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Tuesday, January 6, 2015

Siem Reap Diaries: Floating Village



In general, going around the temples for an "x" number of days can be exhausting and almost a chore. This is what most people know as temple-fatigue.  Some of you may feel the need to see other sights in order to break the seeming monotony of these spiritual monuments. On our last day in Siem Reap, after having reached the ceiling of our temple visit, we decided to visit Chong Kneas, a floating village on the famous Tonle Sap Lake. It is an interesting day trip that may change your own perspective on what it means to have a simple life. Or Maybe Not. 

I must warn you though that this "tour" may feel like an annoying "tourist trap". No one told us that before you actually enter this village, you will need to pay $20 per person (and that includes the one-hour boat ride). We were expecting this trip to be cheaper but we thought wrong. We left most of our money in the hotel room but it was a good thing we brought enough to pay for the entrance fee. The twenty-dollar fee was pretty high, even in western standards.

After passing scenic rice fields and miles of dirt roads, we arrived in our destination with much anticipation. We were given one whole boat just for me and my sister. The driver of our boat was a young lady, who almost never uttered a single syllable during the duration of our trip. She only nodded and smiled every time I asked her something. 

For one hour, the boat will take you around the floating villages that show you a different side of Siem Reap. I was impressed to see that each house literally had everything you could imagine-- from pans to chicken and pigs. It was a thriving community and each of them had a role to play.  I could not believe that this was the way of life for the people here. Poverty is not new to someone living in the Philippines but I had never seen a floating village like this up close.  I had so many questions in my head like "Are they happy here? Do they have a sewage system? After visiting the city, do they still come back to this way of life?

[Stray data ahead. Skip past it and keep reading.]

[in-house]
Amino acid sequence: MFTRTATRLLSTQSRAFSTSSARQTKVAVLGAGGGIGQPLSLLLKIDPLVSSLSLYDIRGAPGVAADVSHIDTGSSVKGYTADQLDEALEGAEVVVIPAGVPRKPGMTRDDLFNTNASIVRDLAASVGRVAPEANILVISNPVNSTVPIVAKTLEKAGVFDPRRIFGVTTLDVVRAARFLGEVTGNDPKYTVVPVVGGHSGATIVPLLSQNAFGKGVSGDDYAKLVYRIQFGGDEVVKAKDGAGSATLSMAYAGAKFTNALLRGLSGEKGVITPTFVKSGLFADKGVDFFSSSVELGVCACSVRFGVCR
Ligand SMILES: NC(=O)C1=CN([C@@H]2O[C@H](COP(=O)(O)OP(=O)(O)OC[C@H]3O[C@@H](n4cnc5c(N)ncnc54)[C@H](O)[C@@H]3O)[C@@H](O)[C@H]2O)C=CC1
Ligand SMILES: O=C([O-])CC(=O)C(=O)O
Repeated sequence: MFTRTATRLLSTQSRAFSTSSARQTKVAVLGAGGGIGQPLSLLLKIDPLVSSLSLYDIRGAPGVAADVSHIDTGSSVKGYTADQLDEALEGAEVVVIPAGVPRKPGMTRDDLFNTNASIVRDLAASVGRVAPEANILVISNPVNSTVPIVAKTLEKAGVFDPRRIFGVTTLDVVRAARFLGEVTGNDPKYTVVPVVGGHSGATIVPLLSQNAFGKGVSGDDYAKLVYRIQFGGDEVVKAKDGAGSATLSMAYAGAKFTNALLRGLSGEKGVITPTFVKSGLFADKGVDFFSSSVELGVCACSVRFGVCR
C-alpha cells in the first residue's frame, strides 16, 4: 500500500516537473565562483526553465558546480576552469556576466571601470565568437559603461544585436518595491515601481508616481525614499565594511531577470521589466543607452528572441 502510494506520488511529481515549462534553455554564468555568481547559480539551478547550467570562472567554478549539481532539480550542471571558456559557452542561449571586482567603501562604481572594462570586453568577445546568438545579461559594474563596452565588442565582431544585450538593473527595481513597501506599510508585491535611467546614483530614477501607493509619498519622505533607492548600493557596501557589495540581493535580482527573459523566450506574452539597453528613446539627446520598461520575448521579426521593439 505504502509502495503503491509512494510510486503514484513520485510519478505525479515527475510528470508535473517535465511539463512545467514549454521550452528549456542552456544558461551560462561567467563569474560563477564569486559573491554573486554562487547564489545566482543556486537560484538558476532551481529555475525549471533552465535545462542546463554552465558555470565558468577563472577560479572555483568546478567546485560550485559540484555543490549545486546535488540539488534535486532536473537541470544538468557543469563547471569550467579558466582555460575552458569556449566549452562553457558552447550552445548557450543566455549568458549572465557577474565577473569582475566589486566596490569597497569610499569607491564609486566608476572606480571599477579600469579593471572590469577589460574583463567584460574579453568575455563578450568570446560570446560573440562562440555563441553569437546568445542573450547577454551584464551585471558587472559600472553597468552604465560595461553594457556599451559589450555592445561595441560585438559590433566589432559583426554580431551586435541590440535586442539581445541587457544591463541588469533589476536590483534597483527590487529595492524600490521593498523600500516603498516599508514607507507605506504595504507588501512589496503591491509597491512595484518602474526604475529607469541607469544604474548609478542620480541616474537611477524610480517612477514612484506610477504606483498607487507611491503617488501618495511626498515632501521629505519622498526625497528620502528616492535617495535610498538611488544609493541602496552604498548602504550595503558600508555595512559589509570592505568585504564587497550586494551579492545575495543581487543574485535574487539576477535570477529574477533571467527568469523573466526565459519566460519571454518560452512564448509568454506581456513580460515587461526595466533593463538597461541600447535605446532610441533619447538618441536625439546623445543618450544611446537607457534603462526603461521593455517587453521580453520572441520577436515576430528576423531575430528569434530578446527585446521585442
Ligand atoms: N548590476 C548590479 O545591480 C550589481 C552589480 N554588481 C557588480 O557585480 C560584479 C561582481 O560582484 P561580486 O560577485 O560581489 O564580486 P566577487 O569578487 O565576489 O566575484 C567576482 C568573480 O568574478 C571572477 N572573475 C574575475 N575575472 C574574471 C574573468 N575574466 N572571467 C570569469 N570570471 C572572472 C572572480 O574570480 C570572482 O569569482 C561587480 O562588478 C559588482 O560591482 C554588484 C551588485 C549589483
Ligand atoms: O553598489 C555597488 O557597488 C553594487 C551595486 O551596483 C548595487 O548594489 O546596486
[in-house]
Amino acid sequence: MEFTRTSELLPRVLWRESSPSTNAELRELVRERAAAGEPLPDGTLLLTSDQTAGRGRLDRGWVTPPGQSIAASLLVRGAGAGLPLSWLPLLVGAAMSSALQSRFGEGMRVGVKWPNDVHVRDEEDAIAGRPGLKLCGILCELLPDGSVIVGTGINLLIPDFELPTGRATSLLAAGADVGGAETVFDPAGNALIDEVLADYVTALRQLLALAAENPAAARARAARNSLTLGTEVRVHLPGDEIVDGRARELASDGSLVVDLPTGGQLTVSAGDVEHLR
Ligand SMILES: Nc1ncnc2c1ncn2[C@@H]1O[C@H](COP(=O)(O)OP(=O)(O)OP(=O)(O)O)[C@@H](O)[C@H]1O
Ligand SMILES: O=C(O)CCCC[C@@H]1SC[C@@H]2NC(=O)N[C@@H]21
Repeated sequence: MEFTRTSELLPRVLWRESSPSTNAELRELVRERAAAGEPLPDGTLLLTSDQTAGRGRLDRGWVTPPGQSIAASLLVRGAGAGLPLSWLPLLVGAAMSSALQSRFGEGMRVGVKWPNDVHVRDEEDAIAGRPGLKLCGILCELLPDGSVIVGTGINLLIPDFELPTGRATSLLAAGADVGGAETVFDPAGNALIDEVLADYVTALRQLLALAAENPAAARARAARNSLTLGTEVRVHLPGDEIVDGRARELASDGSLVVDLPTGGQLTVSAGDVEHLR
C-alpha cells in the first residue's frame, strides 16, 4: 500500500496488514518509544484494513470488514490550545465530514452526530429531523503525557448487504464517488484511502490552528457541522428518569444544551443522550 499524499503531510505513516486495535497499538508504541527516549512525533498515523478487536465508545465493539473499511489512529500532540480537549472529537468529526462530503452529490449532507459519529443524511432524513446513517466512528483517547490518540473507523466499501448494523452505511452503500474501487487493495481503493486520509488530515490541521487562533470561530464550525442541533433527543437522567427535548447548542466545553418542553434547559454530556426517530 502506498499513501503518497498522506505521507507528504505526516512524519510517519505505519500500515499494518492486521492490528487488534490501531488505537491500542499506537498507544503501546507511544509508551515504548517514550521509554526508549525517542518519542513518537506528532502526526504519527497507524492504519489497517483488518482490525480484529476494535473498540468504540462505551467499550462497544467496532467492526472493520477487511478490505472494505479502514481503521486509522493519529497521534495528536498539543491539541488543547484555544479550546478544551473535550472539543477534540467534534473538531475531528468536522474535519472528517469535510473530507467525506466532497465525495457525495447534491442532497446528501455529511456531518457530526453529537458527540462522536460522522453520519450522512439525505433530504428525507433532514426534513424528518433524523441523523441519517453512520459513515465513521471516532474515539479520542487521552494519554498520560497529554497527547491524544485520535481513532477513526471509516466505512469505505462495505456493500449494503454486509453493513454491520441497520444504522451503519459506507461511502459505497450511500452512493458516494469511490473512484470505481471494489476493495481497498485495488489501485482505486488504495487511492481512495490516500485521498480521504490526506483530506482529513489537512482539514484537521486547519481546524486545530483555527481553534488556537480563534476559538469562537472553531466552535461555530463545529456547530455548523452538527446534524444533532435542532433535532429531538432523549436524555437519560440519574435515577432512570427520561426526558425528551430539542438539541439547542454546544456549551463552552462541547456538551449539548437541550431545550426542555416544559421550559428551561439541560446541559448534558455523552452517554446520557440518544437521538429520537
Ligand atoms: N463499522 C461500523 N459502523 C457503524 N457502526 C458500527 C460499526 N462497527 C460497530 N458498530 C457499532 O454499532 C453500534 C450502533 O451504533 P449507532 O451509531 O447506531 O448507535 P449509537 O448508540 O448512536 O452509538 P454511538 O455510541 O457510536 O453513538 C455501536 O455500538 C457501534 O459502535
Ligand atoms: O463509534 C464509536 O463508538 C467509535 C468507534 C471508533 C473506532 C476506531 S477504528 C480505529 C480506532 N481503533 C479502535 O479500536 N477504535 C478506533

Across from where I am standing is the village's school. I heard a lot of people being scammed when they visited orphan kids here but we never had that experience. Those people were asked to buy a sack of rice worth $50. 


At the end of your trip, you are brought to another place where you can see crocodiles and buy souvenirs. They even serve food here. Some people may feel like this is another tourist trap (I read a lot of complaints on TripAdvisor). From my end though, tourists come here to help the people of Cambodia. Tourism always provides jobs and creates awareness. If you don't want to be generous, then it's up to you. No one is forcing you to give or buy anything.



Who wants to try this energy drink? Spiked with Cobra and Scorpion.


Life has so many facets and this is only one of them. Poverty is a reality and I do hope they get the help they need from the government. If there was something important that I learned from this trip, the people of Cambodia have the same resilience as Filipinos. They know how to adapt and survive. I would like to express that I have more respect for a community that takes pride in having a simple life. There is a certain detachment from the modern world that makes people more content. Perhaps, learning to simplify some aspects of our life may be an ingredient to what could be elusive for most people - happiness.  It could be true that the less we have, the happier we become.

So, is this place still worth visiting or not? Well, it is not on my must-visit destinations but seeing this corner of the world might be an eye opener. Just be prepared to pay a few bucks and be smart about not falling into those traps.

Or-Koon.

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